Left Foot Charley Gewürztraminer, 2016

Maker: Left Foot Charley, Traverse City, Michigan, USA20190415_162818.jpg

Grape: Gewürztraminer (at least 85%)

Place of origin: Grand Traverse County, Michigan, USA

Vintage: 2016

ABV: 13%

Purchased for $20 (Holiday Market)

Appearance: Quite pale gold.

Nose: Big lychee, woodruff, roasted ginger.

Palate: Peach pit, bitter orange, orange thyme.

Finish: More lychee, orange pith.

Parting words: Gewürztraminer is one of my favorite grapes. Its wine is spicy and tastes like no other grape (except Traminette). Next to Riesling, it’s my favorite white wine grape. Like Riesling it’s made in a range of sweetness levels, although it doesn’t reach the sublime heights of high-quality German Spälese or Auslese. LFC Dragon-label Gewürz is firmly on the dry end of the spectrum. The LFC website recommends cellaring this wine until 2022-2024 (!). I prefer Gewürz with a little bit of fruit to balance the spice so I opened mine in 2019, but if I find another bottle I may let it sit for a couple more years.

I’ve had a lot of Michigan Gewürz over the years and this is the best one that I can remember having. It’s good on its own but it is spectacular with spicy food. The first bottle I purchased was taken to a Chinese New Year celebration and was gone in a flash. It paired perfectly with the spicy hot pot at the center of the meal. $20 is more than fair for a high quality wine like this. Left Foot Charley Gewürztraminer (dragon label) is highly recommended.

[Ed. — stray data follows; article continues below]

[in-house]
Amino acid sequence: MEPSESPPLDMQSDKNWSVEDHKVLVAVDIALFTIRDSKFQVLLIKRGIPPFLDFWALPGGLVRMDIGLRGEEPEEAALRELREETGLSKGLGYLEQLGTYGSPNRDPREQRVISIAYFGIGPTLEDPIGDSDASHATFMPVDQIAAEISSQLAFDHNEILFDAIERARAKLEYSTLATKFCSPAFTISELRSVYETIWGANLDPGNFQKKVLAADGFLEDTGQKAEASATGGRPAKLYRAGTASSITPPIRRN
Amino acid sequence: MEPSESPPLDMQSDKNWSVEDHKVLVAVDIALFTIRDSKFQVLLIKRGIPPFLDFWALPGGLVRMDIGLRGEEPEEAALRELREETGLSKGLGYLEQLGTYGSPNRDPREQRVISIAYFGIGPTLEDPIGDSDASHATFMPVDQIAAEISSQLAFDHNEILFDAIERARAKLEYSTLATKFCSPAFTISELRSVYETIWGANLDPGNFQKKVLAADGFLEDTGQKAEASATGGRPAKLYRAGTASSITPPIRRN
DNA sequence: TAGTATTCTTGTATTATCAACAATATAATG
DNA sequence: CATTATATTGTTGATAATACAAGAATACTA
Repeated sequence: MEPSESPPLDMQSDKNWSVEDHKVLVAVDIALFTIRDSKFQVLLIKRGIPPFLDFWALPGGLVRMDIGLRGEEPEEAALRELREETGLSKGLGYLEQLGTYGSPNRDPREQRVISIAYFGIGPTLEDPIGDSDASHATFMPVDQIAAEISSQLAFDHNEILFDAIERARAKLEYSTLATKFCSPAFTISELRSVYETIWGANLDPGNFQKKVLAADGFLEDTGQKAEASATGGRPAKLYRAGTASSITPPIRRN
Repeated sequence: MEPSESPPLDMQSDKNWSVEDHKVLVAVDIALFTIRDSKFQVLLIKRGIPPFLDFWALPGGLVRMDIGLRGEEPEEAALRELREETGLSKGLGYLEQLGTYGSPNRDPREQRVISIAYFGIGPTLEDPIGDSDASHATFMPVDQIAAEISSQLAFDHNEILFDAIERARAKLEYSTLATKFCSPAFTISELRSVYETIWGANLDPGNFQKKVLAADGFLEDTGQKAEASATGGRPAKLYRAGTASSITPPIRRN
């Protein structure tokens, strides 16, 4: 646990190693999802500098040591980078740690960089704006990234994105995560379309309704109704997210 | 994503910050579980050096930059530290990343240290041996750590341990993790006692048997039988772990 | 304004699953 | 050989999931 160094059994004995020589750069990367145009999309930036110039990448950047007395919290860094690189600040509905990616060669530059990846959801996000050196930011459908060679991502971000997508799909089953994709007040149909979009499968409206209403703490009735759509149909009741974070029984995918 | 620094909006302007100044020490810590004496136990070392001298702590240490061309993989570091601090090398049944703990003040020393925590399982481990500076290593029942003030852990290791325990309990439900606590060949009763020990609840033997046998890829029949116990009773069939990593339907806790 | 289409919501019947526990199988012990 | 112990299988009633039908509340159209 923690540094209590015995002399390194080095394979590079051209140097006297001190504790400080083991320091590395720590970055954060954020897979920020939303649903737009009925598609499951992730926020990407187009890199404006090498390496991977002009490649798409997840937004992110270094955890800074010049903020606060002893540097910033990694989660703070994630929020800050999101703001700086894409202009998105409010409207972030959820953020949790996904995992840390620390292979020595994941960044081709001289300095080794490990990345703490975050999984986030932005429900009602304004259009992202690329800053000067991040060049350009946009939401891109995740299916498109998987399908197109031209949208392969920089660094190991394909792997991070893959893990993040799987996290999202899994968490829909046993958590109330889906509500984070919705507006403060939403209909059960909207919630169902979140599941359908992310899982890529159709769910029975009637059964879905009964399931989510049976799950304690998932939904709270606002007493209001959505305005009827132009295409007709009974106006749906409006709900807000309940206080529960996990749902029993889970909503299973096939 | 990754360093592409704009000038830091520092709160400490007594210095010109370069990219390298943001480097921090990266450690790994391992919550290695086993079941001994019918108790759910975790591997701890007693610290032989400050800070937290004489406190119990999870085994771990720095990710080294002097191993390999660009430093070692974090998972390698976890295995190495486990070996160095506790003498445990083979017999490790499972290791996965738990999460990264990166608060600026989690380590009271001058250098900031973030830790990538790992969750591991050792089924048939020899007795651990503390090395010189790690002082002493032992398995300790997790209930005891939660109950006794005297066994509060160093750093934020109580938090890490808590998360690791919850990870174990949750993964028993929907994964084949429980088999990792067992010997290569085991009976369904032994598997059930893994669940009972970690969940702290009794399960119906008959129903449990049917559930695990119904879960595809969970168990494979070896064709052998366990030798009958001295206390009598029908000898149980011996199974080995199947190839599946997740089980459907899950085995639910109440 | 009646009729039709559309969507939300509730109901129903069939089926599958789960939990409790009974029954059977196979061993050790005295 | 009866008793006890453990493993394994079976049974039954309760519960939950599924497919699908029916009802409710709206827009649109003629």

Old Forester Rye

Maker: Brown-Forester, Louisville, Kentucky, USA20190329_214938.jpg

Style: Kentucky style “barely legal” straight rye whiskey.

Age: NAS

Proof: 100 (50% ABV)

Michigan state minimum: $25

Appearance: Medium copper.

Nose: Alcohol, tarragon, cut grass, catmint, lime jello.

Palate: Medium-bodied, dry and herbaceous. Peppermint, lavender, ghost pepper, alcohol.

Finish: Semi-sweet, woodruff, and a little sweetness. No oakiness at all.

Mixed: Did well everywhere: with ginger ale, in a Sazerac, in a Manhattan, a Monte Carlo, a Normandy Cooler and with a dash of akvavit.

Parting words: This is the first rye made at the Brown-Forman distillery in a very long time. Sort of. When Heaven Hill’s Bardstown distillery was destroyed by a fire in 1996, they contracted the production of their whiskey to other Kentucky distillers, including B-F. They produced the 1998 and 1999 vintages of Evan Williams Single Barrel and, most importantly for this review, they also took over production of Rittenhouse Rye. The Bottled-in-Bond became a cult favorite (look for DSP 354), and I would argue that its success helped kick off the current rye boom. There was a bit of mystery around it, though. Heaven Hill claimed that it was made from their recipe, but sources at Brown-Forman claimed that it was an old recipe that they had dug out of their files. Given the big difference between the current Rittenhouse and the old B-F distilled version, I tend to believe the second story.

When production of Rittenhouse moved to Heaven Hill’s new distillery in Louisville, there was no B-F made rye on the market until this year. Old Forester Rye is made with a recipe that is unusually high in malted barley. The result is a fruity, slightly spicy rye that is in the same vein as Old Forester bourbon. It mixes very well, is 100 proof and the price is right for a macro-distilled rye. Old Forester Rye is highly recommended.

For another perspective, check out Friend of the blog Gary’s review over at Whisk(e)y Apostle!